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Tuesday 2 August 2016 | Published in Regional


Coconuts and fish not going to win medals in Rio

OLYMPICS – Just days out from the opening of the Rio Olympic Games, a senior Oceania weightlifting official has called for a blanket ban on drug cheats in the sport who continue to tarnish the Games’ reputation.

Oceania Weightlifting Federation secretary Paul Coffa welcomed the expulsion of the Russian team but said a large number of drug cheats from other nations were still being allowed to compete in Brazil.

“We try and do the best we can – if these people think we’re stupid we’re not, these kids are not stupid, they know what’s going on but they put up with it,” he said.

“That’s why we are concentrating more on the Commonwealth Games because it’s an even playing field in there, while the Olympics are not.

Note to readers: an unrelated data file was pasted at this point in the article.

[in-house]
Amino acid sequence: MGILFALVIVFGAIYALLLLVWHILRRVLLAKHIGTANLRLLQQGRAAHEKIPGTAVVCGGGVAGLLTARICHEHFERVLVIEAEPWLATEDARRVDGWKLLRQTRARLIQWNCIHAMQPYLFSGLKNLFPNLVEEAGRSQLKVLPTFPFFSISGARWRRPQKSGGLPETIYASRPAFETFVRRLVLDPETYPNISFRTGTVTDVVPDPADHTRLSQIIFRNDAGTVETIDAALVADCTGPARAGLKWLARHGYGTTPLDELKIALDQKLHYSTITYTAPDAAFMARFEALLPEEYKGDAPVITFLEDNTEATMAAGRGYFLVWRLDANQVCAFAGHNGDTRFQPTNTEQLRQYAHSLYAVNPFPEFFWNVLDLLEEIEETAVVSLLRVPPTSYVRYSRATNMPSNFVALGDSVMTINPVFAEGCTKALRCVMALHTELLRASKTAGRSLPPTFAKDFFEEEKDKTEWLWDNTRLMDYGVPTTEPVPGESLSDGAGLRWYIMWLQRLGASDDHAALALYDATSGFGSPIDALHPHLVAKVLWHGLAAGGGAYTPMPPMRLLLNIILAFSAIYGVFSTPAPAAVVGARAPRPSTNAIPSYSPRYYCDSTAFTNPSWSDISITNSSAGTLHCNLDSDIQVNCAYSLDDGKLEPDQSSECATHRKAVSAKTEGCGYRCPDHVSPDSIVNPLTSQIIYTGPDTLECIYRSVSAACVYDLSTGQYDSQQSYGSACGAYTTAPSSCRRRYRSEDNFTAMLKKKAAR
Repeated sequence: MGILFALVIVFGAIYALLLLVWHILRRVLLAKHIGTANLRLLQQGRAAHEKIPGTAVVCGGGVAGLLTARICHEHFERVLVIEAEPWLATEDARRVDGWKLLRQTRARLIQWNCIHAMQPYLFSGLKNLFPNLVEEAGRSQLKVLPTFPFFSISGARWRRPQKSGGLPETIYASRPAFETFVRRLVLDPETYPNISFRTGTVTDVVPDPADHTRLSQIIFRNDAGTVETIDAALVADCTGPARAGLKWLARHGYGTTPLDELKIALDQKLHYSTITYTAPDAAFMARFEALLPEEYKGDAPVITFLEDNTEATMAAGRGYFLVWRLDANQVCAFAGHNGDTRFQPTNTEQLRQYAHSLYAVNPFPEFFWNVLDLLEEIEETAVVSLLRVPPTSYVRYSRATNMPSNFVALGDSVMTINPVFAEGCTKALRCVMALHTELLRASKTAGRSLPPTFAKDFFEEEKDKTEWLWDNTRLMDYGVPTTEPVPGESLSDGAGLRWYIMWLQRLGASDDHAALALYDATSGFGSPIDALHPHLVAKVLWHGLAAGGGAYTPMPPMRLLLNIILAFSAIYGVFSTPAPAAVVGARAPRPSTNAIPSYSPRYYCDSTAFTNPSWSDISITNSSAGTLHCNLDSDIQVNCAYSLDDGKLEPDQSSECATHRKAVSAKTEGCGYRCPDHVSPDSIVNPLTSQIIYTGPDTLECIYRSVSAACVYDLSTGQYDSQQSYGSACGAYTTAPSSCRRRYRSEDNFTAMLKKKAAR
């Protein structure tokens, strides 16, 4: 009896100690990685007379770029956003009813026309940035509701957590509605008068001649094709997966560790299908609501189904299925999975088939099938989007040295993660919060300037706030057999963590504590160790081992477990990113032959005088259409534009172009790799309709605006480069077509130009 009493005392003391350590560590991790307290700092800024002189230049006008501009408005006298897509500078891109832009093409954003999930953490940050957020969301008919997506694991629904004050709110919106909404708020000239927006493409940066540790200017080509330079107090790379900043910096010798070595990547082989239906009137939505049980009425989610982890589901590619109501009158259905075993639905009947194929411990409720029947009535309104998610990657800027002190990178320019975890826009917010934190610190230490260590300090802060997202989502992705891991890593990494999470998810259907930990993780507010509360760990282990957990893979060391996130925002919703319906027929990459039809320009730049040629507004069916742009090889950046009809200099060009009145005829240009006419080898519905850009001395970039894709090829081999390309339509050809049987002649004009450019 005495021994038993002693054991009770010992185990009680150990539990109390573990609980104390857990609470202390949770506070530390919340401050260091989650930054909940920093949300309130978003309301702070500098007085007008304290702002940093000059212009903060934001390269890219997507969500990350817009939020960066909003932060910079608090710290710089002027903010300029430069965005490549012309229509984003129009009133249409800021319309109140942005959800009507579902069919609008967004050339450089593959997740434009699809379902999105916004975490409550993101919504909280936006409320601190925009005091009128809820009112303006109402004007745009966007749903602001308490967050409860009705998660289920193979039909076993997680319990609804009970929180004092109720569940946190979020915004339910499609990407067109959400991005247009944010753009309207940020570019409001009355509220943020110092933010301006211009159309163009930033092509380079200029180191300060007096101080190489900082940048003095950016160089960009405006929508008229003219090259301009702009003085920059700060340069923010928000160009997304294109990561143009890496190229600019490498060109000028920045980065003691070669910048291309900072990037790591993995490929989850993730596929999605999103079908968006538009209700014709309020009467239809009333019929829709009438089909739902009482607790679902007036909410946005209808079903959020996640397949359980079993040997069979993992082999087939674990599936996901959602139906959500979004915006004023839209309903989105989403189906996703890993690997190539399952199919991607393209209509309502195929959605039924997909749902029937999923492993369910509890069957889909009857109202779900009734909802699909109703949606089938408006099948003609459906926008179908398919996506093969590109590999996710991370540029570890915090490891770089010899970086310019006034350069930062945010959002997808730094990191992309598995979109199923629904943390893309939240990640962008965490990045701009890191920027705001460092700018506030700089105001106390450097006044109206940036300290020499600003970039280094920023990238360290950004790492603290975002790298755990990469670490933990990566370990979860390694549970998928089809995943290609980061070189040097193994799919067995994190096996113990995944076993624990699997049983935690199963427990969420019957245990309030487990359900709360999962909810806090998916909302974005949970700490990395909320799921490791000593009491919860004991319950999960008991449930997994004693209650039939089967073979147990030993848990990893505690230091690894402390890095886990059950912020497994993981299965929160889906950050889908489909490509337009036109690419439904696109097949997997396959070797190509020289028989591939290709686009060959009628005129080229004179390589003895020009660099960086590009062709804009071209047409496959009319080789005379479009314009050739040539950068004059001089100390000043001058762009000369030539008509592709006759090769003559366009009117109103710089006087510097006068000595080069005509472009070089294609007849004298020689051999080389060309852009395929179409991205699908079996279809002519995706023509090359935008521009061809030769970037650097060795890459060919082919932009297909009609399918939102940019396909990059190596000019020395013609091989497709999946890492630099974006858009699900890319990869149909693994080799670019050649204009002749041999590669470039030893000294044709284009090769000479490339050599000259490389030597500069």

“We have almost 10 per cent of weightlifters competing at the Games who have been positive in the past.”

“Almost 10 per cent, can you imagine that? They did their two years suspension or four years suspension and they’re back there,” he said.

“There’s nothing you can do until the IOC comes out pretty strong and says, ‘Right, Moldova, you’re out. Kazakhstan, you’re out’ – in the sport of weightlifting.”

Coffa has been mentoring and coaching lifters across the Pacific for more than 50 years.

He said the lifters from the Pacific competing in Rio would include some of the best in the world – if their opponents were clean.

“They are excellent lifters, excellent athletes, world-class athletes, but their chance of winning a medal in Rio is zero – and that is what disappoints me,” he said.

“Most of the Pacific island lifters are on rice, fish and coconut and they have no idea about using performance enhancing drugs, so they’re facing a big battle because the same countries who abuse drugs a lot are all there.

“The good old Eastern bloc countries – Moldova, Belarussia, Kazakhstan, Azerbaijan, Ukraine, Armenia, they’re all there, nothing has changed from the 1980s, nothing at all.”

Coffa said action needed to be taken against all the Eastern European nations who were known to be serial doping offenders, if the lifters representing nine Pacific countries were to be given a fair go. - ABC